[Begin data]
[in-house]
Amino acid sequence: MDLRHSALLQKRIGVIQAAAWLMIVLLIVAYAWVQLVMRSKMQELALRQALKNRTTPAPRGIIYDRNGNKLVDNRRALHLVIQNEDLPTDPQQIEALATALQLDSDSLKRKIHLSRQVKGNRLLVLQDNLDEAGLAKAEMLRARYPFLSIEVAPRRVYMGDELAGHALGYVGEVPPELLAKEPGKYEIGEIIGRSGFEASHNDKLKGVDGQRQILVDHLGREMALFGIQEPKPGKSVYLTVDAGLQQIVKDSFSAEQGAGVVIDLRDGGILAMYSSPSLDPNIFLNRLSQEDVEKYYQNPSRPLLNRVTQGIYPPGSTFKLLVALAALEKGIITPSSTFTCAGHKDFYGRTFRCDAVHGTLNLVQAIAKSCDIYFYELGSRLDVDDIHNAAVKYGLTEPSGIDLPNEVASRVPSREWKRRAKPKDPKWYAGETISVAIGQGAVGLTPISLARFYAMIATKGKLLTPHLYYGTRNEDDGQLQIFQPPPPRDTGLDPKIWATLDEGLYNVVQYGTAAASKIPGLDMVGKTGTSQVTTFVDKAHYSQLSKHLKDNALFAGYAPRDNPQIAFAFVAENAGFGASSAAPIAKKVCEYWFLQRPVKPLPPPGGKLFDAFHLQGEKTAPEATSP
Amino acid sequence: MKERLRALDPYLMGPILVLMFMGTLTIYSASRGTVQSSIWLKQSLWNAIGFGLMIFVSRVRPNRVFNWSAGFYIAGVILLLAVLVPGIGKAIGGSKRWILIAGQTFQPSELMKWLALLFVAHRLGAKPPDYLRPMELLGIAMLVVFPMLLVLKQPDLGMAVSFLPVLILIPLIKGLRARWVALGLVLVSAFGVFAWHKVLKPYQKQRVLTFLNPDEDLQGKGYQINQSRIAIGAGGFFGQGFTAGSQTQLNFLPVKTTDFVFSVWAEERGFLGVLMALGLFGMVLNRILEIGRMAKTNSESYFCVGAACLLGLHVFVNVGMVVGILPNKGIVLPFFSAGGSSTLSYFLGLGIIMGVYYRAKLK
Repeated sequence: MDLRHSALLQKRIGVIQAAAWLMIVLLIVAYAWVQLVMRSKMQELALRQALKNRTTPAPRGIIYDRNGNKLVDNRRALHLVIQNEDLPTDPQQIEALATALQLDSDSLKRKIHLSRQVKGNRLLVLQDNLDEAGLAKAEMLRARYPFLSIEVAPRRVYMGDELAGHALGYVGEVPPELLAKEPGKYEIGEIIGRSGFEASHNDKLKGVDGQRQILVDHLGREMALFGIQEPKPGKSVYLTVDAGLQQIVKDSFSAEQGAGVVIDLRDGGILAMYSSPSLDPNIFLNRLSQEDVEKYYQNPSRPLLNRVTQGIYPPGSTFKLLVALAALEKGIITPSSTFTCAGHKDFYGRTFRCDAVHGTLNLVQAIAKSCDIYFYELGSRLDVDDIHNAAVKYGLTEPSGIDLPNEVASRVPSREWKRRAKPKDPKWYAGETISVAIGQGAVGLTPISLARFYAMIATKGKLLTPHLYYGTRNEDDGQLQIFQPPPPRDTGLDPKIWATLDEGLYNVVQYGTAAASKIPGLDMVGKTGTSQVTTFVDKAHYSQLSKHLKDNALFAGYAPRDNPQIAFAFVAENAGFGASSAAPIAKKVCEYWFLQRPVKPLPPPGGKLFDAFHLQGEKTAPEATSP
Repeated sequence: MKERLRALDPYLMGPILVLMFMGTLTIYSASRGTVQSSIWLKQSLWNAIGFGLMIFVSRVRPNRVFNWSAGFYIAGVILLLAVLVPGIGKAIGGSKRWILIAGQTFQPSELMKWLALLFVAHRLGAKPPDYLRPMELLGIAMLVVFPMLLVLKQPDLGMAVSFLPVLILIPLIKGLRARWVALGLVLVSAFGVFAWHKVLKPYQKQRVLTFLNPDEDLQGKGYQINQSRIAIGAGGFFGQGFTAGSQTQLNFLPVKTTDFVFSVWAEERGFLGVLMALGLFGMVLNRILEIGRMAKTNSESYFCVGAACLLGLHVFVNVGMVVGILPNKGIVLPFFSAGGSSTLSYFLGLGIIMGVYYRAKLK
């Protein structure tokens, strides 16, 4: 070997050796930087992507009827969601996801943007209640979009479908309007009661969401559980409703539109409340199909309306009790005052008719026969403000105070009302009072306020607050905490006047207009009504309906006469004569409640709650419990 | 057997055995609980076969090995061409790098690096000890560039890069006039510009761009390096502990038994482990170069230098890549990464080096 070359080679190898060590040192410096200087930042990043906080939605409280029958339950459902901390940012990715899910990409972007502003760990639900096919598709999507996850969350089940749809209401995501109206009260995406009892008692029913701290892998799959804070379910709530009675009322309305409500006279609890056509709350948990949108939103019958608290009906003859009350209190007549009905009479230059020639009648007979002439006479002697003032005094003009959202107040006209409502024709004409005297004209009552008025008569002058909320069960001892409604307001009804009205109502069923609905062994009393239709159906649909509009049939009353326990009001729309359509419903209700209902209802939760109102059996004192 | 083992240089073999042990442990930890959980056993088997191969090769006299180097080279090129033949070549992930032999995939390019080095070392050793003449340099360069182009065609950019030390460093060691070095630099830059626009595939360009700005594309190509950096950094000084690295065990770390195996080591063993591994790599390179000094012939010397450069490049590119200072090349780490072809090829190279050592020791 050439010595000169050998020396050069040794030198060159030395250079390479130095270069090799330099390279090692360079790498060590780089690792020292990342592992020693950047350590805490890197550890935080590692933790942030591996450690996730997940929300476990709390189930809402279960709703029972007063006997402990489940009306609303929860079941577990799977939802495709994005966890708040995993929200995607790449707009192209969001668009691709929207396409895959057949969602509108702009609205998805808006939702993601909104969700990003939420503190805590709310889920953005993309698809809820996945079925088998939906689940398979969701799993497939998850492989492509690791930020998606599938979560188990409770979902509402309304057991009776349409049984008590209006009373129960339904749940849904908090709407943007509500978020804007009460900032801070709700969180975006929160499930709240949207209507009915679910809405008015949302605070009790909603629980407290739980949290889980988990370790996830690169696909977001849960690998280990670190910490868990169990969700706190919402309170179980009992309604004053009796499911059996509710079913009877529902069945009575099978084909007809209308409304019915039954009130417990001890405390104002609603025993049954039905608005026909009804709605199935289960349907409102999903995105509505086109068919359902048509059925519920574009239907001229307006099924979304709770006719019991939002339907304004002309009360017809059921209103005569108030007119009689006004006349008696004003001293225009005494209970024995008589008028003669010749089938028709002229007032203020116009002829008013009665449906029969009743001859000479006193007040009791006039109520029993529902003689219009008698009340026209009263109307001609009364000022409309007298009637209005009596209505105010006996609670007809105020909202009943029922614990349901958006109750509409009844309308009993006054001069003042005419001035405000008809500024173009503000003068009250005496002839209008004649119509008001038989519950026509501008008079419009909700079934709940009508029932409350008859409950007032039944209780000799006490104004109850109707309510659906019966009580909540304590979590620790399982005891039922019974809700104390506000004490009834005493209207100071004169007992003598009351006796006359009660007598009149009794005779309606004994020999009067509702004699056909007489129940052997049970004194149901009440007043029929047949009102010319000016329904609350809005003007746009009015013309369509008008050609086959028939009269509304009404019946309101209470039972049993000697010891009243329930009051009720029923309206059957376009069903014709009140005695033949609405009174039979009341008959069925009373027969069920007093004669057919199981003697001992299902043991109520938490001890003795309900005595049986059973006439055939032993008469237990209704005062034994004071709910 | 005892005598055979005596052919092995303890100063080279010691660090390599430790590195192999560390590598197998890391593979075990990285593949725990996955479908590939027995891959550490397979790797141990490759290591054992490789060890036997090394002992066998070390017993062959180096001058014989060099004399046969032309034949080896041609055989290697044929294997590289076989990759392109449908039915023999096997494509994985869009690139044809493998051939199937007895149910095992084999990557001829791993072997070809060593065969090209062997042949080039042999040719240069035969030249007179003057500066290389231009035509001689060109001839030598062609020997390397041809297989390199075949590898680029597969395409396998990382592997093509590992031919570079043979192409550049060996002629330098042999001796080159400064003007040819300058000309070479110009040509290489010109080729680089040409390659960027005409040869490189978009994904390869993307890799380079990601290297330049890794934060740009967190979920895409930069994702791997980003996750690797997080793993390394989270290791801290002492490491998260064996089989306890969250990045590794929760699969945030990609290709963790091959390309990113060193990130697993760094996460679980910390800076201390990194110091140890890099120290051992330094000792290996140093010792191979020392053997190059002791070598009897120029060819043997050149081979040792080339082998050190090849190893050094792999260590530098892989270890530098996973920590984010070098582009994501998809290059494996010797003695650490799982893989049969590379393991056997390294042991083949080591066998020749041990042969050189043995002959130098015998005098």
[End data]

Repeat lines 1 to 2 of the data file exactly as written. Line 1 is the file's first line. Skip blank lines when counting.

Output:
[in-house]
Amino acid sequence: MDLRHSALLQKRIGVIQAAAWLMIVLLIVAYAWVQLVMRSKMQELALRQALKNRTTPAPRGIIYDRNGNKLVDNRRALHLVIQNEDLPTDPQQIEALATALQLDSDSLKRKIHLSRQVKGNRLLVLQDNLDEAGLAKAEMLRARYPFLSIEVAPRRVYMGDELAGHALGYVGEVPPELLAKEPGKYEIGEIIGRSGFEASHNDKLKGVDGQRQILVDHLGREMALFGIQEPKPGKSVYLTVDAGLQQIVKDSFSAEQGAGVVIDLRDGGILAMYSSPSLDPNIFLNRLSQEDVEKYYQNPSRPLLNRVTQGIYPPGSTFKLLVALAALEKGIITPSSTFTCAGHKDFYGRTFRCDAVHGTLNLVQAIAKSCDIYFYELGSRLDVDDIHNAAVKYGLTEPSGIDLPNEVASRVPSREWKRRAKPKDPKWYAGETISVAIGQGAVGLTPISLARFYAMIATKGKLLTPHLYYGTRNEDDGQLQIFQPPPPRDTGLDPKIWATLDEGLYNVVQYGTAAASKIPGLDMVGKTGTSQVTTFVDKAHYSQLSKHLKDNALFAGYAPRDNPQIAFAFVAENAGFGASSAAPIAKKVCEYWFLQRPVKPLPPPGGKLFDAFHLQGEKTAPEATSP